Do you think that chickenpox is a harmless childhood disease that occurs only once in a lifetime? Although this viral disease most frequently affects children between the ages of 6 and 10 years, as an adult, you can also contract this disease, especially if you have never had it in the past, or in some cases, when it comes back again a second time.
Chickenpox in adulthood
Many of us get chickenpox during childhood, and our body develops a life-long immunity against the virus after that, which makes it rare for chickenpox to strike twice.
Chickenpox tends to be more serious when it occurs in adulthood. There are more blisters, and the resulting scars can be more severe. Though rare, adult chickenpox can be complicated by serious conditions, such as pneumonia, and can even be fatal. In fact, compared to children aged 1-4 years, adults have a 25 times greater risk of dying from chickenpox. About 21% of Malaysian adults aged 21-40 years have never been exposed to chickenpox and are susceptible.
The varicella-zoster virus (VZV) strikes again!
Chickenpox is caused by the varicella-zoster virus (VZV). Although the body develops immunity towards VZV after the first encounter, it doesn’t mean that the virus is eliminated from your body. The virus remains dormant (inactive), in the nerve cells near the spinal cord, long after you have recovered from the disease during your childhood.
VZV can become active again many years later in adulthood. When the virus re-emerges, usually triggered by stress or a weakened immune system, it travels along the nerves to the surface of the skin. This time, it causes the development of a painful skin rash, known as shingles (also known as herpes zoster). There can also be lingering painful post-herpetic neuralgia after disappearance of rash.
How dangerous is shingles?
Shingles usually appears only on one area of the body. Although it is generally not dangerous, it is more painful than normal chickenpox. The disease may only last 2-3 weeks, but it often causes nerve pain that lingers on for months after the rash is gone. Unlike chickenpox, shingles is less infectious as it is not airborne, and you won’t catch the virus if a person with shingles breathes or coughs near you.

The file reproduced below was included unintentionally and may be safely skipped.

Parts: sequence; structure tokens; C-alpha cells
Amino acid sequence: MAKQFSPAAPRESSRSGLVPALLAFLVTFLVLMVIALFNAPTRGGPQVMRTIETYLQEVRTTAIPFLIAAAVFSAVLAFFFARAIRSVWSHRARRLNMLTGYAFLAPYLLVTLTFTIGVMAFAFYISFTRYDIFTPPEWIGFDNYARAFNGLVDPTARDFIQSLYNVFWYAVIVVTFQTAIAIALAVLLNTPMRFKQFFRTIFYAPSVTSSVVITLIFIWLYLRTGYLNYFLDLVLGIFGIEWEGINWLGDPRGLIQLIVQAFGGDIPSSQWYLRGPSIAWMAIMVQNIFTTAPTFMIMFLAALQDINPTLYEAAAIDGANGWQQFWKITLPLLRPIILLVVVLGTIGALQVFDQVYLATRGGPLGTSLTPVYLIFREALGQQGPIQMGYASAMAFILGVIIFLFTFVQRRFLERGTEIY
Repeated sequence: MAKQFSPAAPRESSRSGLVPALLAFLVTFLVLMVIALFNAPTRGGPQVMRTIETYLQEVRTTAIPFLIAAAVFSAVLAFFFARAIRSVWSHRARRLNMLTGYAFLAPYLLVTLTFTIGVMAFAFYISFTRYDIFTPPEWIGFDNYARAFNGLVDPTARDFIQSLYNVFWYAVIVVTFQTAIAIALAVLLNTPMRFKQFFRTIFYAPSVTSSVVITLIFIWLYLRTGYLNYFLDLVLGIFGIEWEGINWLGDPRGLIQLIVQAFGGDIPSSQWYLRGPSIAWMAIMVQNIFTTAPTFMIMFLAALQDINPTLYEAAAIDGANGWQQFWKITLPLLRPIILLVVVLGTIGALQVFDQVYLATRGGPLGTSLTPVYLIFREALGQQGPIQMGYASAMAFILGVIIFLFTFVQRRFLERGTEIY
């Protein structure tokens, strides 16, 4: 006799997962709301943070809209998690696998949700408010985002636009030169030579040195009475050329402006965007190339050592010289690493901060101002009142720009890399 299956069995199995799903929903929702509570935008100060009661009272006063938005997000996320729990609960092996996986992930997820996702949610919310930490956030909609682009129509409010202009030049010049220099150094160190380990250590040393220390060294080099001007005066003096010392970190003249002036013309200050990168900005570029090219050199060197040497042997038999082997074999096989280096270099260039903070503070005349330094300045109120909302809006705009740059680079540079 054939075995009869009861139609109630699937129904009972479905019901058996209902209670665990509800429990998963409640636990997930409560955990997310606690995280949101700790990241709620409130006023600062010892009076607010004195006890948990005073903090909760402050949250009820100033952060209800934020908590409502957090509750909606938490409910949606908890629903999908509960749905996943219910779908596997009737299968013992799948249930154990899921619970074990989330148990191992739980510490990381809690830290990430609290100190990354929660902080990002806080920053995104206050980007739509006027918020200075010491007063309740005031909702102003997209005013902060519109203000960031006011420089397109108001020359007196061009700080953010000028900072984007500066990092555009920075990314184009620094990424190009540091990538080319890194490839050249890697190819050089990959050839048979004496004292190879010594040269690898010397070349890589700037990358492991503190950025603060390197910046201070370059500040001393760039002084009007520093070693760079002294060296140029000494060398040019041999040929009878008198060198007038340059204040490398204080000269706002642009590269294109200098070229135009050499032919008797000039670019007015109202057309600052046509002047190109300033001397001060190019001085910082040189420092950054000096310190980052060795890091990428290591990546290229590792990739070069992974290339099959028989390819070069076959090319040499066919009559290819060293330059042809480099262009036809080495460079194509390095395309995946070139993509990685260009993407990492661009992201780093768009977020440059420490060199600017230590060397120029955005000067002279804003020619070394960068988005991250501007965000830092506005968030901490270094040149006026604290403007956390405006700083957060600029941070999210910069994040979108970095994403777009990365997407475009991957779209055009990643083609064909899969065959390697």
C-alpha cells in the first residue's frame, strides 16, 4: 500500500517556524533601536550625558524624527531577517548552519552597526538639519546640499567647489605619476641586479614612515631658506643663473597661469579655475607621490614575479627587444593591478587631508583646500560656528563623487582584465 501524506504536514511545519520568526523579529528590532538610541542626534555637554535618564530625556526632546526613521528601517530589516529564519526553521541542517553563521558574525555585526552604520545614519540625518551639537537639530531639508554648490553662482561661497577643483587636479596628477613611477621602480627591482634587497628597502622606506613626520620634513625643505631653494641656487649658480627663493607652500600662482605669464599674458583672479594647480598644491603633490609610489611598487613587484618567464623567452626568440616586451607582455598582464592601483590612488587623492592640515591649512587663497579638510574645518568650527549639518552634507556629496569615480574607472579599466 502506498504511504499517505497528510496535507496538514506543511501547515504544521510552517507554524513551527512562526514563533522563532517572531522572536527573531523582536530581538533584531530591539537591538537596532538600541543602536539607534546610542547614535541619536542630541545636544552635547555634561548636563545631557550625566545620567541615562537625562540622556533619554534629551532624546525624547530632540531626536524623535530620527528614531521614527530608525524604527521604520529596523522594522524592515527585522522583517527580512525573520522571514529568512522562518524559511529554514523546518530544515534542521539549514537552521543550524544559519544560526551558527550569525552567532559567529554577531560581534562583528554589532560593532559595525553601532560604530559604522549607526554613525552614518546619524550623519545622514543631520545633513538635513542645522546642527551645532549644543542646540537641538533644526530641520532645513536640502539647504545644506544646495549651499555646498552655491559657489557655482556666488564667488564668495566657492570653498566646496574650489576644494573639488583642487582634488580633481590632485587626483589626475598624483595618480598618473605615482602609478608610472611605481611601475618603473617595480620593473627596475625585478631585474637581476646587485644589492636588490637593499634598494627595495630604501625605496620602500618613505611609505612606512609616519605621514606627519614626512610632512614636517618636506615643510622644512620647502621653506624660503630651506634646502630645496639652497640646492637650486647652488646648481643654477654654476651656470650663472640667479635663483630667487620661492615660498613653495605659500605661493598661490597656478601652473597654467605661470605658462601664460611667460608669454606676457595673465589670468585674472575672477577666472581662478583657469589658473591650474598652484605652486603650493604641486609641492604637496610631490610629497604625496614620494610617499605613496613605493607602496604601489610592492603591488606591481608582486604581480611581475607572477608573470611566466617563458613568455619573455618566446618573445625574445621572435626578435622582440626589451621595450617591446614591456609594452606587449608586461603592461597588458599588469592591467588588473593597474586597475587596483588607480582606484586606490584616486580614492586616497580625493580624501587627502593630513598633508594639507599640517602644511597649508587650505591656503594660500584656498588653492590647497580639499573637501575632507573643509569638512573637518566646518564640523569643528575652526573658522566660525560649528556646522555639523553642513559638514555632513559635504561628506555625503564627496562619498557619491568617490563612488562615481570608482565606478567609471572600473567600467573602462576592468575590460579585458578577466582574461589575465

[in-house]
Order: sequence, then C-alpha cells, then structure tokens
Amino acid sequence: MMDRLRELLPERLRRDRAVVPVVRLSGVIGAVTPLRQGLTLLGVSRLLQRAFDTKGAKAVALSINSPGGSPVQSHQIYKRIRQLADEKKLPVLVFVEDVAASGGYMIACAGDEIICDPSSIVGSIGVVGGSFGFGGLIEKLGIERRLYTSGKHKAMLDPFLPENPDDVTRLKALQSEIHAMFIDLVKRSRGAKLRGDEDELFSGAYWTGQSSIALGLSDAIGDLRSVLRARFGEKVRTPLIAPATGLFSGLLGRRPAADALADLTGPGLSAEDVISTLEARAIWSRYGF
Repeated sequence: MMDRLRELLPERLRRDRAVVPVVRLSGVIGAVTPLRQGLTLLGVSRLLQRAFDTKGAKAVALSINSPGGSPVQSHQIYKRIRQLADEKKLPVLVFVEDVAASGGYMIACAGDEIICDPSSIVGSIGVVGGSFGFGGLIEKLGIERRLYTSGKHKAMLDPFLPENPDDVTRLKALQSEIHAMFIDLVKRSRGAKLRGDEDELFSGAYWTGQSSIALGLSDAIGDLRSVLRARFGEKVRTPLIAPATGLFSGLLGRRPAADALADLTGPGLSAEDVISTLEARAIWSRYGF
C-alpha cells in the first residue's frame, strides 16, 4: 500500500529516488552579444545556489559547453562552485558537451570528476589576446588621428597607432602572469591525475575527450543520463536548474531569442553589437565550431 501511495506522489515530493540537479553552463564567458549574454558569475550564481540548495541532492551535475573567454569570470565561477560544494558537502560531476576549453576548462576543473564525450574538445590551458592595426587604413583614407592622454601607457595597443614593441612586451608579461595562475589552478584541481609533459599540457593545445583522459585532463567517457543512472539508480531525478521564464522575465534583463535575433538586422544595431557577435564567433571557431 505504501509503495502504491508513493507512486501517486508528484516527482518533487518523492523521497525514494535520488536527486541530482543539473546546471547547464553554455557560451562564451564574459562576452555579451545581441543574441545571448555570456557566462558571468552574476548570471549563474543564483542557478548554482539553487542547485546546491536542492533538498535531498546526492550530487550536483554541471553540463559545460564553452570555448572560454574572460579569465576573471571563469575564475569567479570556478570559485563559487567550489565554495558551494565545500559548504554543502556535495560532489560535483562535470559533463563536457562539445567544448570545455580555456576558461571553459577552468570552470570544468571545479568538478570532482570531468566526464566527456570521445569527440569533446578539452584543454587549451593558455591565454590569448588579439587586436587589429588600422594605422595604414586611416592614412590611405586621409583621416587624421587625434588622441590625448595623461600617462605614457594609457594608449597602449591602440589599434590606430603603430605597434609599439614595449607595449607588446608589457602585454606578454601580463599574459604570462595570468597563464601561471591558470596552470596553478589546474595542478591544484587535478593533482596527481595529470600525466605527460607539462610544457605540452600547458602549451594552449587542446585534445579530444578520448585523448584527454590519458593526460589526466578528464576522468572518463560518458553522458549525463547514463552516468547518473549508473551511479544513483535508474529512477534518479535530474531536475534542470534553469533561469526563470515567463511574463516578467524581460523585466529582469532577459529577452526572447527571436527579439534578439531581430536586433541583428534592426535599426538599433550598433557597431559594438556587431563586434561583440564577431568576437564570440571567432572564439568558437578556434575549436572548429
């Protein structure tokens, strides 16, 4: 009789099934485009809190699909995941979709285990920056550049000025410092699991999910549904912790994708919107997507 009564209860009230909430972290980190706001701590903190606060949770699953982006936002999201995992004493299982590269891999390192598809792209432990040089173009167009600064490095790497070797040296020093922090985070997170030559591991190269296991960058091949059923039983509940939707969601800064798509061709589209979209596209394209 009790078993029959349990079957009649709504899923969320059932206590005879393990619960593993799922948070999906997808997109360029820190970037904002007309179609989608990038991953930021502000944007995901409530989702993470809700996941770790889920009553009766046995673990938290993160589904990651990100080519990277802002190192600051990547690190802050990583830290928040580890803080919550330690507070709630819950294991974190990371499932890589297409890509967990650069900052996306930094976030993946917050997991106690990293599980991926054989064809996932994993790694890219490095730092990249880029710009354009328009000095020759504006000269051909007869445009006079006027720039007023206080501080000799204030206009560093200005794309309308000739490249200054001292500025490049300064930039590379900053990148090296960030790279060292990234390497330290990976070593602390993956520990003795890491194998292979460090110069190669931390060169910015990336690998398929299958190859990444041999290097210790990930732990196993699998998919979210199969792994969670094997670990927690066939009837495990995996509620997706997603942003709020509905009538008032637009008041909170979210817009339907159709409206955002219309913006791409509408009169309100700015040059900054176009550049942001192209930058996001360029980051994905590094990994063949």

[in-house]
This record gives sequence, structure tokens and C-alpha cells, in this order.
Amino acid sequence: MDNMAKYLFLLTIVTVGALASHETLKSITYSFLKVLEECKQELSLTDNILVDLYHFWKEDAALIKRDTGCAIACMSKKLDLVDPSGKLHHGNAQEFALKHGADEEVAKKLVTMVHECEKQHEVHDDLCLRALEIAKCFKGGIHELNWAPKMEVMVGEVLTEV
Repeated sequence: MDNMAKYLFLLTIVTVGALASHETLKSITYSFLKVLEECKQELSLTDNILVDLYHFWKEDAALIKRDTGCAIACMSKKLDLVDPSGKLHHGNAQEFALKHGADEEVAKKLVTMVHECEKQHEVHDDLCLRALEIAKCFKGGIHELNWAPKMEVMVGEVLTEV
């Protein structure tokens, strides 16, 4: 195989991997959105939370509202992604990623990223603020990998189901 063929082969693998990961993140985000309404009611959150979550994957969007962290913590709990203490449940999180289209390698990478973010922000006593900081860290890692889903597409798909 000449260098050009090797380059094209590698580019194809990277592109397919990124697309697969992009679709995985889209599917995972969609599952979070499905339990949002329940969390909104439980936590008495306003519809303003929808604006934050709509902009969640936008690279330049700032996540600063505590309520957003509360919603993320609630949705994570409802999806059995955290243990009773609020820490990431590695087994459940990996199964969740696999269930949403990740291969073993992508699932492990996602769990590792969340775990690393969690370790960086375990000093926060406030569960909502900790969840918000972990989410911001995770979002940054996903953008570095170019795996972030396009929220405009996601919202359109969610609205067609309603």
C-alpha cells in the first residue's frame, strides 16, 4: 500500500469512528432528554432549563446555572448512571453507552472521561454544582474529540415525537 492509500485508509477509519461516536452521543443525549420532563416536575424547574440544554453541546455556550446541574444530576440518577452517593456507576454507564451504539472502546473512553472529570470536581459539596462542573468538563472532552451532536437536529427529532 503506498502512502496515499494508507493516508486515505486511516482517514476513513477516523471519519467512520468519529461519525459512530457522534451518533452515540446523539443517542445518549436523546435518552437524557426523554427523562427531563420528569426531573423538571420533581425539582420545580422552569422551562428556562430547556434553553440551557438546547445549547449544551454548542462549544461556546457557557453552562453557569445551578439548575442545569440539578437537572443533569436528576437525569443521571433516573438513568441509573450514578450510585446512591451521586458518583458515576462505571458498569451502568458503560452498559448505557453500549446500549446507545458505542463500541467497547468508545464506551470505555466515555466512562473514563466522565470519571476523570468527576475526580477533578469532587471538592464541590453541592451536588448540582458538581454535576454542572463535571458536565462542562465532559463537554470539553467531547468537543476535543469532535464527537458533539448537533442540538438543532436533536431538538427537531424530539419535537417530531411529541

VZV infections can still be transmitted to vulnerable individuals (ie not exposed to chickenpox, not been vaccinated) through contact with the blisters of an infected person, and cause chickenpox. On the other hand, you won’t get shingles from someone with chickenpox.
Those who are more likely to get shingles are usually above 50 years old, as the risk of getting shingles increases with age. People with certain medical conditions that impair the immune system (eg cancer, HIV) or take medications that suppress the immune system (like prolonged steroids or chemotherapy) are also at greater risk for shingles.
Chickenpox during pregnancy
For women who have not had chickenpox in the past, contracting chickenpox during pregnancy amplifies the risk for health complications. If pregnant women acquire chickenpox 5 days before to 2 days after delivery, the babies are likely to develop severe neonatal chickenpox which is potentially life-threatening. Getting chickenpox between 20 and 28 weeks of the pregnancy may cause a subclinical infection in the fetus resulting in early onset shingles.
Congenital chickenpox may occur during the early pregnancy stages (the first trimester to early second), which may cause the baby to be born with birth defects, known as “congenital varicella syndrome”, including low birth weight, as well as abnormalities of the limbs, skin and nervous system. If maternal chickenpox is acquired during the later part of pregnancy, the infant is likely to develop neonatal chickenpox. Neonatal chickenpox acquired during this period is usually mild and runs an uncomplicated course, as adequate antibodies from the mother’s body are transferred to the foetus, and therefore the risk for complications in the foetus is lower.
Prevent the spread
Regardless of the form of the disease, chickenpox or shingles, the diseasecausing virus is very infectious, and can be passed on from adults to children, or vice versa. As long as your body doesn’t have the defence built against the virus, you are at risk.
The best way to prevent chickenpox is through vaccination with the varicella vaccine. A vaccinated child will be protected from catching the disease from the people around him, sparing him unnecessary discomfort and suffering. Chickenpox vaccination in adults helps by lessening the severity of the symptoms and risks of complications, as well as reducing the risks of passing the disease to unprotected children and adults. Two doses of the vaccine is given at least 4 weeks apart.
In Malaysia, a combination vaccine containing varicella vaccine, together with the mandatory measles-mumpsrubella (MMR) vaccines for childhood immunisation, is currently available. While chickenpox vaccination is optional (not mandatory), the fourcomponent combination vaccine is able to provide children protection against four illnesses, all conveniently and safely in one shot.
Stop the spread, get vaccinated today; talk to your doctor for more information on chickenpox and the varicella vaccine.